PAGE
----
August 21, 2019

Colorado Court of Appeals: Arbitration Provision in Separation Agreement Covered Dispute Over Husband’s Payment Credits

The Colorado Court of Appeals issued its opinion in In re Marriage of Dorsey on Thursday, February 27, 2014.

Post-Dissolution of Marriage—Arbitration Provision.

The parties’ marriage ended in 2007. They entered into a separation agreement dividing their marital property and debt, and resolving maintenance and attorney fees. Under the property division, husband agreed to pay wife $4 million, in installment payments of no less than $40,000 a month for fifty-nine months, and the balance by December 20, 2011. Husband was entitled to reimbursement for certain expenses incurred in selling their properties and in facilitating wife’s purchase of her new home, and was entitled to apply any proceeds from the sale of property that was awarded to him to the amount owed to wife.

The separation agreement had a dispute resolution provision providing for mediation and then arbitration, if mediation was unsuccessful. The parties could not agree on the expenses for which husband was entitled to a credit, and wife refused to mediate/arbitrate. Husband requested the court order the parties to mediate/arbitrate pursuant to the agreement. Wife objected, arguing that the governing law provision should be read to mean that the courts should decide any disputes between the parties.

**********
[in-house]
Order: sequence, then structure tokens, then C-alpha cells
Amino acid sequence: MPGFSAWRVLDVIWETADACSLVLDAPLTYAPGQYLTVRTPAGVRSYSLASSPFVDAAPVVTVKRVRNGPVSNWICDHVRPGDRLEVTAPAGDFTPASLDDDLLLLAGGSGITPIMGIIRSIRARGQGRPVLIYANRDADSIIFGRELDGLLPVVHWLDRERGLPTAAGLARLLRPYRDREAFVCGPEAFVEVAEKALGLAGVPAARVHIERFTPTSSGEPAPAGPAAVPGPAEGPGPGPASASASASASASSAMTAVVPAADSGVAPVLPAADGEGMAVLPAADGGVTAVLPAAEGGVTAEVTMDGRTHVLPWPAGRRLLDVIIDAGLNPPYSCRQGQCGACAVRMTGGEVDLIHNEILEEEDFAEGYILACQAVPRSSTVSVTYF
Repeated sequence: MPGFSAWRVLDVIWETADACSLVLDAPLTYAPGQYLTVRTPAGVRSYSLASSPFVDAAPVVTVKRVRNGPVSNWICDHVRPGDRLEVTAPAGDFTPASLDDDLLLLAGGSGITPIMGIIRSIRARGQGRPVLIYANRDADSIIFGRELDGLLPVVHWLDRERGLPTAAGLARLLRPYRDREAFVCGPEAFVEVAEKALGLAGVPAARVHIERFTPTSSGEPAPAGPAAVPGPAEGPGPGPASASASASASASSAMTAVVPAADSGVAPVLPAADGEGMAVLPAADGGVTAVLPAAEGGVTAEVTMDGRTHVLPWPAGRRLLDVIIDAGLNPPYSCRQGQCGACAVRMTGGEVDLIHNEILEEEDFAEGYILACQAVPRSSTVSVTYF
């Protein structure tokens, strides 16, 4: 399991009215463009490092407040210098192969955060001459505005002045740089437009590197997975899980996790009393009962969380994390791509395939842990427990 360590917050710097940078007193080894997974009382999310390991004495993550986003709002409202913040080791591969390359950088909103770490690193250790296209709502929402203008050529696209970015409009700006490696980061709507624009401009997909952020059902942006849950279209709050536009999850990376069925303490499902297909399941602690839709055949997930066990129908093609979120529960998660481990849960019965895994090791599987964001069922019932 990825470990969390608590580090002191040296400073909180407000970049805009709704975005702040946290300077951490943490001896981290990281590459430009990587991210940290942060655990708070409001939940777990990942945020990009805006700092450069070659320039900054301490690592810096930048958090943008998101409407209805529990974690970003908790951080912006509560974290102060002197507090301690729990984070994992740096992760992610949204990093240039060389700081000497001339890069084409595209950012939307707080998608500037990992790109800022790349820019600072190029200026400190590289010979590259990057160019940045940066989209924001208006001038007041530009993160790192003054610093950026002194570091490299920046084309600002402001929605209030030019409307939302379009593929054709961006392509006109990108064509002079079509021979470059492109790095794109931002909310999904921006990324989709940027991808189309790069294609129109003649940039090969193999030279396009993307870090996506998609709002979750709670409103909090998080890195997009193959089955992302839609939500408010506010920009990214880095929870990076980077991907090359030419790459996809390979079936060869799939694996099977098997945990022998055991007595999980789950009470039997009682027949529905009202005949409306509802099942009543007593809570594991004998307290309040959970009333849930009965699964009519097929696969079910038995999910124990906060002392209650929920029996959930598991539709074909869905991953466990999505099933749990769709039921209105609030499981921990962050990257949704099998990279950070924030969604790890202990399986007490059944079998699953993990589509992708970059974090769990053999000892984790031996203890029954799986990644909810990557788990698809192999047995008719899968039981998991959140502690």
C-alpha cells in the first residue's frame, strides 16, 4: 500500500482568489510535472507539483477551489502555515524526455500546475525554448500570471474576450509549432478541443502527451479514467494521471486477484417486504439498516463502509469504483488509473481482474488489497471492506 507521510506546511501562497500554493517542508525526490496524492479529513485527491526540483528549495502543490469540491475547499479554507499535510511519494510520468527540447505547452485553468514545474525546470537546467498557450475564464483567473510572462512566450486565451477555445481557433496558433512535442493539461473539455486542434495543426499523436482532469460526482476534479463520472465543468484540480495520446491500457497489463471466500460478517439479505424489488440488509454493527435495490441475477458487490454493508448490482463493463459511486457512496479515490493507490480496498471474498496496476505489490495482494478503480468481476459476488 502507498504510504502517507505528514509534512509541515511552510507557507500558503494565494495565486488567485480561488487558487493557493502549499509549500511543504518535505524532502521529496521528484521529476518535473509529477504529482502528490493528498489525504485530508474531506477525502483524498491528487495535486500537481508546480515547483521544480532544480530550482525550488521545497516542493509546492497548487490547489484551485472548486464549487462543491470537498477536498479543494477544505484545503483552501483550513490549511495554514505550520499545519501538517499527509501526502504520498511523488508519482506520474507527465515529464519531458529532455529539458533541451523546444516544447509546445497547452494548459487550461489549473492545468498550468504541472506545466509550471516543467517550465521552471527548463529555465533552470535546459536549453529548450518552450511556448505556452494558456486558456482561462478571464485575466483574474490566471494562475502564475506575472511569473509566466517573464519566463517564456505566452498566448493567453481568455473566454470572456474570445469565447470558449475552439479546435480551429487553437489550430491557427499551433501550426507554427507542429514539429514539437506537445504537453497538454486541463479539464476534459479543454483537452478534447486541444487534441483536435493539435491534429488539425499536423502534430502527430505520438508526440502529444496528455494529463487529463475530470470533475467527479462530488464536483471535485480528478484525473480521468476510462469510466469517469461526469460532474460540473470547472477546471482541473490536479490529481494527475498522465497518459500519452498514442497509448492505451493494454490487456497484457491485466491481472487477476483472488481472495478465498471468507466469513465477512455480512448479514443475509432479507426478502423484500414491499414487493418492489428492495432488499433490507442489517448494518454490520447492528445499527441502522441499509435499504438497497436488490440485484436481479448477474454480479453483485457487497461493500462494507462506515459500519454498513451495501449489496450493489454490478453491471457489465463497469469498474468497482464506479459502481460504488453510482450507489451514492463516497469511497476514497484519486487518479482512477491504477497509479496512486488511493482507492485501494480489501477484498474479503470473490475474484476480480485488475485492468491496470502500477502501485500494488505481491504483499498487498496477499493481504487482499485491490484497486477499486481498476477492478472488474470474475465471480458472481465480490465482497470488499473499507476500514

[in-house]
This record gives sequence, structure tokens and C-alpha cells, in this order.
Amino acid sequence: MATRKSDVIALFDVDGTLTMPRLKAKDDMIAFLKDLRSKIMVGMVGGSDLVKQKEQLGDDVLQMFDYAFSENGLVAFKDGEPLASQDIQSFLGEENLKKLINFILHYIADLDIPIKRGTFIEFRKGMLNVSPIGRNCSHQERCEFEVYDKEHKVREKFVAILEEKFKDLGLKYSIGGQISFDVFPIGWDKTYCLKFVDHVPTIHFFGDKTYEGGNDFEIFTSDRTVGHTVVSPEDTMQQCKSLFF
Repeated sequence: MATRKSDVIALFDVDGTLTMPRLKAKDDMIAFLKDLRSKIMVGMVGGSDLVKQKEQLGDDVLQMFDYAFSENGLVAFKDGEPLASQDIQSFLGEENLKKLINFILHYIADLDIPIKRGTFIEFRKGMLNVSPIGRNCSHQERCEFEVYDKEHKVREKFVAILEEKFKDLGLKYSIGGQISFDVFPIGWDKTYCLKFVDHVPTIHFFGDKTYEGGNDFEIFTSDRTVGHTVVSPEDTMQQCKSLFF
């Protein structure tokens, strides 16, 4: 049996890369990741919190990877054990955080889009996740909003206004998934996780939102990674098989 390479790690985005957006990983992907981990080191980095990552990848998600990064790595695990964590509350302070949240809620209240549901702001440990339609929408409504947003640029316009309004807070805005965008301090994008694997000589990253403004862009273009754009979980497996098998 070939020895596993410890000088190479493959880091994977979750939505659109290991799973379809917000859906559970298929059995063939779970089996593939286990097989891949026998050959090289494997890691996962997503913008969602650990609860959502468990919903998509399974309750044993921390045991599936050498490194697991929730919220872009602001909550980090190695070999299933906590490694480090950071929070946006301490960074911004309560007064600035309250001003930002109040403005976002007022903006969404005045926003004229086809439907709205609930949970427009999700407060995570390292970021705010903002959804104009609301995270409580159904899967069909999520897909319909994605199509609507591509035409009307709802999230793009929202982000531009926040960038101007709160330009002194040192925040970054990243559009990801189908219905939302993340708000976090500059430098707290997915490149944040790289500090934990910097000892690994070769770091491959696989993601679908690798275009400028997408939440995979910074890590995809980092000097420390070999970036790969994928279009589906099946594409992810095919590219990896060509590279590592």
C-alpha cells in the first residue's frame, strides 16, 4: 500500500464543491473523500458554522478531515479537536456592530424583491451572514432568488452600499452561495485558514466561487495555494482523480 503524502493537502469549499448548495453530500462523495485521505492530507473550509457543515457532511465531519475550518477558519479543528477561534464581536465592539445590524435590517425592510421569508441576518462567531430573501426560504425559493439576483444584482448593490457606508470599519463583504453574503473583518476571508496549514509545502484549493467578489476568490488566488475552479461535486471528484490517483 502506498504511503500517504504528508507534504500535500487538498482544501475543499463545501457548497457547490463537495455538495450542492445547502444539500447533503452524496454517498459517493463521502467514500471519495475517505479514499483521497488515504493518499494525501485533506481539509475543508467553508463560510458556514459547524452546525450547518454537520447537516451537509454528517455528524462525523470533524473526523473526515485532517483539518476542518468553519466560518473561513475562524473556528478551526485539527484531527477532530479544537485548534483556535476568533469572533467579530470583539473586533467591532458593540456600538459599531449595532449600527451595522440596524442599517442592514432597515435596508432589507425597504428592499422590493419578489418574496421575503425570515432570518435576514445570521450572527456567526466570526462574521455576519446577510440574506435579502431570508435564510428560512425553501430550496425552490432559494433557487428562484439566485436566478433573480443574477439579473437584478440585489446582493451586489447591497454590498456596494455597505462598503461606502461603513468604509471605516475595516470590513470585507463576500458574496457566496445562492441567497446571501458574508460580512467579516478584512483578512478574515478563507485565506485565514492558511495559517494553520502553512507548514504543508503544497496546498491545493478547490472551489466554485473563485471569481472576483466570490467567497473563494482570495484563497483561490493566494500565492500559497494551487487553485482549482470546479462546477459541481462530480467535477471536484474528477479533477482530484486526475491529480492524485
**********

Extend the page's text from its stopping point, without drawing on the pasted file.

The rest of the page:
The district court ordered the parties to mediate/arbitrate. The arbitrator entered an award resolving their dispute concerning the final amount owed based on the credits. Wife moved to vacate the arbitrator’s award under CRS § 13-22-223(1)(d), contending that the arbitrator exceeded her authority by interpreting the separation agreement. The court denied the motion and confirmed the award. Wife appealed, and the Colorado Court of Appeals affirmed.

The arbitration provision in the separation agreement was extremely broad in scope, covering “any claim or controversy arising out of or as a result of [the parties’] dissolution of marriage.” The dispute regarding the credit due husband was clearly encompassed by this language. Wife’s argument regarding the “governing law and jurisdiction” provision does not supersede the arbitration clause. Because the dispute was subject to arbitration, the Court did not need to address wife’s contentions concerning the merits of the arbitrator’s award.

Summary and full case available here.

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